Hip-hop star Eminem has opened up about his prescription-drug addiction in a riveting excerpt from the documentary film “How To Make Money Selling Drugs.”
In the brief clip, Eminem describes the depth of his problem, saying that the first time he took Vicodin, it was a “feeling of ‘Ahhh,’ everything was not only mellow, but didn’t feel any pain. It just kind of numbed things.” He goes on to explain that he was in denial about his addiction, since he wasn’t abusing drugs such as cocaine or heroin.
“People tried to tell me that I had a problem,” Eminem said. “I would say, ‘Get that [expletive] person outta here. I can’t believe they said that [expletive] to me. They know nothing about my [expletive] life. I’m not out there shooting heroin. I’m not [expletive] out there putting coke up my nose. I’m not smoking crack.’” However, he was abusing Vicodin, as well as Valium, Xanax and other prescription drugs. “I literally thought I could control it,” he said.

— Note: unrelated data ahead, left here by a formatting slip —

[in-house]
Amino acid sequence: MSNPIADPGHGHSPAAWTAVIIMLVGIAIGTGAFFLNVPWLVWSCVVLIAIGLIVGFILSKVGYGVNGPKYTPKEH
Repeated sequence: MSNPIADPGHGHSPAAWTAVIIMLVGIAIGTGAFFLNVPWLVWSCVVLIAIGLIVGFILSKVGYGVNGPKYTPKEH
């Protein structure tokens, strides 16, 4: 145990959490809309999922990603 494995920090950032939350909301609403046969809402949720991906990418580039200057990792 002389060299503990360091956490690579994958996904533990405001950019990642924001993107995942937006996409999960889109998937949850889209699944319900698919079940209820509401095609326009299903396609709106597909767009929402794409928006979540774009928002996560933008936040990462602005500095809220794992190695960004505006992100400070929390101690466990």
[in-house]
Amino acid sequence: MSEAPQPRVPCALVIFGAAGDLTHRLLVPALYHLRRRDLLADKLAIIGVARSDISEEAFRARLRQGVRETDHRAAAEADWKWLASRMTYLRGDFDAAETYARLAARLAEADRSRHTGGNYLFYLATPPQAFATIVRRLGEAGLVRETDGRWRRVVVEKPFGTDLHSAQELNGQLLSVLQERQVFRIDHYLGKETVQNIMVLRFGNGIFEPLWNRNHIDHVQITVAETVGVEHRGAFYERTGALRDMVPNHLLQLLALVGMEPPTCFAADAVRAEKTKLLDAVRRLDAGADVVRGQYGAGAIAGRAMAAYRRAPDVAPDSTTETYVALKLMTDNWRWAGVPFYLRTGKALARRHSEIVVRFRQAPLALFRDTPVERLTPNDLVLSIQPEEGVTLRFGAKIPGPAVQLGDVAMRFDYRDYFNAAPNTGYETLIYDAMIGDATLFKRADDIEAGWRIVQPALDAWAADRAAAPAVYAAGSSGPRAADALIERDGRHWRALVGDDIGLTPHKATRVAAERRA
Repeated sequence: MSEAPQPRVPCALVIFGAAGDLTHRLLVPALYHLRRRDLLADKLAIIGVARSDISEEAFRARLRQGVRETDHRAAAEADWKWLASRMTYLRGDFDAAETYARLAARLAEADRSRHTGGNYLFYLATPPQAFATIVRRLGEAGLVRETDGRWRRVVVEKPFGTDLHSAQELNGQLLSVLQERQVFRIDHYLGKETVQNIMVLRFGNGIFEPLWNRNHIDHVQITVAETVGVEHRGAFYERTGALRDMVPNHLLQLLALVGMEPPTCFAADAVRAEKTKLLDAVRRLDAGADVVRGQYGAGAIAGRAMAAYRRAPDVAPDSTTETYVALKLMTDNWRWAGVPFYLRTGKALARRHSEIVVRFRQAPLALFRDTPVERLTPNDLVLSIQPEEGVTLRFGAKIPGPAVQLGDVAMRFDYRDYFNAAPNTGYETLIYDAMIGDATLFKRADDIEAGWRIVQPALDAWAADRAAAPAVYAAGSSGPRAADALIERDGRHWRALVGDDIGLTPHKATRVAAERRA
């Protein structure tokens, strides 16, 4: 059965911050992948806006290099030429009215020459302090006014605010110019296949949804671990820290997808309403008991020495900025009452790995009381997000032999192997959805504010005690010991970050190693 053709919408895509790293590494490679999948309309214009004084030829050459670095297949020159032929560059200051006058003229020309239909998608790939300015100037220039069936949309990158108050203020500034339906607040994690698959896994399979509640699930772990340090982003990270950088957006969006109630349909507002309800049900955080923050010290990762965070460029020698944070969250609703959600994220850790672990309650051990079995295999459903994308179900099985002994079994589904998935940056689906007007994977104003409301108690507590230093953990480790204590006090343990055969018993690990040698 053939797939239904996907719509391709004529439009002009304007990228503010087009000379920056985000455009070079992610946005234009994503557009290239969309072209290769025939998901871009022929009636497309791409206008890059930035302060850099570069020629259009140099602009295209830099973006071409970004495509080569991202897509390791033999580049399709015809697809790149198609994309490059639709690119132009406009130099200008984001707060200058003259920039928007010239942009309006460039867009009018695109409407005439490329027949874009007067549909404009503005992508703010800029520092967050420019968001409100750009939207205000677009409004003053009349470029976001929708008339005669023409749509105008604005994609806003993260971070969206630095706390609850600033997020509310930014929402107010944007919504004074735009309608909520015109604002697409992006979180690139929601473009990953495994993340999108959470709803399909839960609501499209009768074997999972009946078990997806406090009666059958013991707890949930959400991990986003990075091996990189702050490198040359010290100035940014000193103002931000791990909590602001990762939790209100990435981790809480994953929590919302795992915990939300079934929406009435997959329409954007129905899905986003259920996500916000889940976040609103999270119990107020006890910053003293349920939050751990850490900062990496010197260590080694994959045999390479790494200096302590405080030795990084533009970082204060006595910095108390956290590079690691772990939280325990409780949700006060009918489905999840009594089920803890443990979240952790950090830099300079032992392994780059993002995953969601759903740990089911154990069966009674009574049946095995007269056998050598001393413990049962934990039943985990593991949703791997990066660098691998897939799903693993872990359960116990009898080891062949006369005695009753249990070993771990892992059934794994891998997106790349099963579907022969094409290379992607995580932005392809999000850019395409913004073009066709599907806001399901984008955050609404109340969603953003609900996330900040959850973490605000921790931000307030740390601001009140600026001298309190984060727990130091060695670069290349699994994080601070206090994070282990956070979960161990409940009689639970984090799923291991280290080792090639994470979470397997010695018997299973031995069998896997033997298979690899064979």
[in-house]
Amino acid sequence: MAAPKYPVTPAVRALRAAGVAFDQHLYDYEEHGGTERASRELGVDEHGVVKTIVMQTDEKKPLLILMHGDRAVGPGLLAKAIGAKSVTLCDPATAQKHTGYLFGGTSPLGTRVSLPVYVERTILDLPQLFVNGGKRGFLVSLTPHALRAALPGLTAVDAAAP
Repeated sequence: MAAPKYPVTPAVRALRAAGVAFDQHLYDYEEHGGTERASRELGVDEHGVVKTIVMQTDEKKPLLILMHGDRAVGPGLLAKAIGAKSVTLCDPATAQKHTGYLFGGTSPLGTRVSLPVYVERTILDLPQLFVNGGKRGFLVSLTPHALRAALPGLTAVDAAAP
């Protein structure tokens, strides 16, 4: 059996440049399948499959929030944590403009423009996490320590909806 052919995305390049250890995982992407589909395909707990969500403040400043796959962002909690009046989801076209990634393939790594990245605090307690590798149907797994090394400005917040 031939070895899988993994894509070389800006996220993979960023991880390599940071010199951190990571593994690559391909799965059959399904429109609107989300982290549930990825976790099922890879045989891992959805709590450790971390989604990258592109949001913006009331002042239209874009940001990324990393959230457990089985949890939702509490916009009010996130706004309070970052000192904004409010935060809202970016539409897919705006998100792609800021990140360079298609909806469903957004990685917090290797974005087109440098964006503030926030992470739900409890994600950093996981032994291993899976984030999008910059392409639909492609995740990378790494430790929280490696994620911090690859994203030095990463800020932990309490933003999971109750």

The Detroit rapper also described a scary episode in which his drug abuse landed him in the hospital. “Had I got to the hospital about two hours later, I would have died,” he said. “My organs were shutting down. My liver, kidneys, everything. They were gonna have to put me on dialysis, they didn’t think I was gonna make it. My bottom was gonna be death.”
Eminem also discusses the hellish experience of detoxification, saying that he didn’t sleep for three weeks straight, and had to work to regain basic motor skills. “I just couldn’t believe that anybody could be naturally happy or naturally function or be just enjoying life in general without being on something,” he said.
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“My name is Marshall. I’m an addict,” Eminem concludes.
“How To Make Money Selling Drugs” is a documentary about the drug industry and the war on drugs, told from the perspective of former drug dealers and featuring interviews with actress Susan Sarandon, hip-hop mogul Russell Simmons, television producer David Simon (creator of “The Wire”), rapper 50 Cent and others. The film is out now in select theaters, as well as via iTunes and On Demand. Click here for more information about the movie via the Tribeca Film Festival.